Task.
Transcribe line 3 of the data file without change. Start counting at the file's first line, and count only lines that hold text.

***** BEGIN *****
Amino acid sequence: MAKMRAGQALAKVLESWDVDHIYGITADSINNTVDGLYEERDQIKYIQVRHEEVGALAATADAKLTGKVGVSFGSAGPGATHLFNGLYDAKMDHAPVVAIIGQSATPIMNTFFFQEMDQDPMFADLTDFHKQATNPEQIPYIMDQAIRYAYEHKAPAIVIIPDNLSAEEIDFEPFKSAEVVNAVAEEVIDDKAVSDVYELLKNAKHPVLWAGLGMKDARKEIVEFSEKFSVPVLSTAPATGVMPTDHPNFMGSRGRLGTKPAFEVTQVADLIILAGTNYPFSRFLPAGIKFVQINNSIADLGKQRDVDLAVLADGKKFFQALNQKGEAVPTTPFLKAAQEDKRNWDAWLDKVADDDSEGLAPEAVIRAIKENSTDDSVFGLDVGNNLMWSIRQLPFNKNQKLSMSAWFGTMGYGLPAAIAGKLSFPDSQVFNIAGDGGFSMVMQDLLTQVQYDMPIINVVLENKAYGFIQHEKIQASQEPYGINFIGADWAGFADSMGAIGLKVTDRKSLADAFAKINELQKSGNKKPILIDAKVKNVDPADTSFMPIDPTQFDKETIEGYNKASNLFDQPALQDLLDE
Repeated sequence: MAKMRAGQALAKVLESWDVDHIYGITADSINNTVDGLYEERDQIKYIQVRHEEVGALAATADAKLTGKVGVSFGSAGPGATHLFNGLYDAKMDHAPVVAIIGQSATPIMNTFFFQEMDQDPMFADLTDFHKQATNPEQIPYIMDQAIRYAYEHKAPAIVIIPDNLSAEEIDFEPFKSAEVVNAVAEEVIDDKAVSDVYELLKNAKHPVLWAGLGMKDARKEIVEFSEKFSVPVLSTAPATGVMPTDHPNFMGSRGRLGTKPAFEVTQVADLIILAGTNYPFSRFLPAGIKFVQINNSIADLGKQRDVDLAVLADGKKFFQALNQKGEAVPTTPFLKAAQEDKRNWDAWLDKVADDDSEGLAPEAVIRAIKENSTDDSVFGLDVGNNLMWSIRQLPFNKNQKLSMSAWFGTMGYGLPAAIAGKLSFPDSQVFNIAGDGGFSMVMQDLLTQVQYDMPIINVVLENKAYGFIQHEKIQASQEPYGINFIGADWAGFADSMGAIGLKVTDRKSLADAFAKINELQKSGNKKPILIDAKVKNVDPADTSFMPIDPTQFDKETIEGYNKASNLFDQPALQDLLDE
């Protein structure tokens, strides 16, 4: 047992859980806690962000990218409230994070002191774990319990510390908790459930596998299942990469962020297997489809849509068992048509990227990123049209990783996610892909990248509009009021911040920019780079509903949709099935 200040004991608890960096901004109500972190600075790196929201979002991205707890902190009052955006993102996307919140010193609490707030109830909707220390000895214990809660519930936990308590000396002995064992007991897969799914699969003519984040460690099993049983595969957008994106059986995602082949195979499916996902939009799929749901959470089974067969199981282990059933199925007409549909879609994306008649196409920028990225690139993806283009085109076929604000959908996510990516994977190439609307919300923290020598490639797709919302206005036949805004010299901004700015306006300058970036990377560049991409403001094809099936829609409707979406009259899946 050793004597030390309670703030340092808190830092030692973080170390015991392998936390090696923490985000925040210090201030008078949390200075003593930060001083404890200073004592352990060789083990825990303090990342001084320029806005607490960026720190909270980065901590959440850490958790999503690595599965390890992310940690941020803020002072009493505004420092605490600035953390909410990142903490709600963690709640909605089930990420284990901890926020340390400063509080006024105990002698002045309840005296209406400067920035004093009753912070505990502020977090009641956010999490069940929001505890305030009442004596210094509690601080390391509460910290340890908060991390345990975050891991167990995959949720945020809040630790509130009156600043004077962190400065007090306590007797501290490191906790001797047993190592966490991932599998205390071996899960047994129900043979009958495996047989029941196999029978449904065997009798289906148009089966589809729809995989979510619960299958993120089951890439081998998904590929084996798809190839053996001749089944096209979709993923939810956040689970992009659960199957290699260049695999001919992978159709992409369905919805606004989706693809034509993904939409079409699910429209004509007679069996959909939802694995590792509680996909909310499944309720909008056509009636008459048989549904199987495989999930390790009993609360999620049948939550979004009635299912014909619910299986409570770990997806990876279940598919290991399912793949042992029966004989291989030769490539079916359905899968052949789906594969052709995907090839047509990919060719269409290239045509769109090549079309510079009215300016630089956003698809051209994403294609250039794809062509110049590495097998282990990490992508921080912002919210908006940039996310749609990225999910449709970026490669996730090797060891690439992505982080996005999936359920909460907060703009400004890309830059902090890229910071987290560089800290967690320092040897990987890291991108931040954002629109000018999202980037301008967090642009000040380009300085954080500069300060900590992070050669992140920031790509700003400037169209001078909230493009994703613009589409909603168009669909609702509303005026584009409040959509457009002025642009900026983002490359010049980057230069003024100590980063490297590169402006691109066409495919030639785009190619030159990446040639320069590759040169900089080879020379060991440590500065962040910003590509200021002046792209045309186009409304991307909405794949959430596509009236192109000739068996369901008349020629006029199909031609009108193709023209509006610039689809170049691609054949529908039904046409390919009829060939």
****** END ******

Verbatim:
């Protein structure tokens, strides 16, 4: 047992859980806690962000990218409230994070002191774990319990510390908790459930596998299942990469962020297997489809849509068992048509990227990123049209990783996610892909990248509009009021911040920019780079509903949709099935 200040004991608890960096901004109500972190600075790196929201979002991205707890902190009052955006993102996307919140010193609490707030109830909707220390000895214990809660519930936990308590000396002995064992007991897969799914699969003519984040460690099993049983595969957008994106059986995602082949195979499916996902939009799929749901959470089974067969199981282990059933199925007409549909879609994306008649196409920028990225690139993806283009085109076929604000959908996510990516994977190439609307919300923290020598490639797709919302206005036949805004010299901004700015306006300058970036990377560049991409403001094809099936829609409707979406009259899946 050793004597030390309670703030340092808190830092030692973080170390015991392998936390090696923490985000925040210090201030008078949390200075003593930060001083404890200073004592352990060789083990825990303090990342001084320029806005607490960026720190909270980065901590959440850490958790999503690595599965390890992310940690941020803020002072009493505004420092605490600035953390909410990142903490709600963690709640909605089930990420284990901890926020340390400063509080006024105990002698002045309840005296209406400067920035004093009753912070505990502020977090009641956010999490069940929001505890305030009442004596210094509690601080390391509460910290340890908060991390345990975050891991167990995959949720945020809040630790509130009156600043004077962190400065007090306590007797501290490191906790001797047993190592966490991932599998205390071996899960047994129900043979009958495996047989029941196999029978449904065997009798289906148009089966589809729809995989979510619960299958993120089951890439081998998904590929084996798809190839053996001749089944096209979709993923939810956040689970992009659960199957290699260049695999001919992978159709992409369905919805606004989706693809034509993904939409079409699910429209004509007679069996959909939802694995590792509680996909909310499944309720909008056509009636008459048989549904199987495989999930390790009993609360999620049948939550979004009635299912014909619910299986409570770990997806990876279940598919290991399912793949042992029966004989291989030769490539079916359905899968052949789906594969052709995907090839047509990919060719269409290239045509769109090549079309510079009215300016630089956003698809051209994403294609250039794809062509110049590495097998282990990490992508921080912002919210908006940039996310749609990225999910449709970026490669996730090797060891690439992505982080996005999936359920909460907060703009400004890309830059902090890229910071987290560089800290967690320092040897990987890291991108931040954002629109000018999202980037301008967090642009000040380009300085954080500069300060900590992070050669992140920031790509700003400037169209001078909230493009994703613009589409909603168009669909609702509303005026584009409040959509457009002025642009900026983002490359010049980057230069003024100590980063490297590169402006691109066409495919030639785009190619030159990446040639320069590759040169900089080879020379060991440590500065962040910003590509200021002046792209045309186009409304991307909405794949959430596509009236192109000739068996369901008349020629006029199909031609009108193709023209509006610039689809170049691609054949529908039904046409390919009829060939």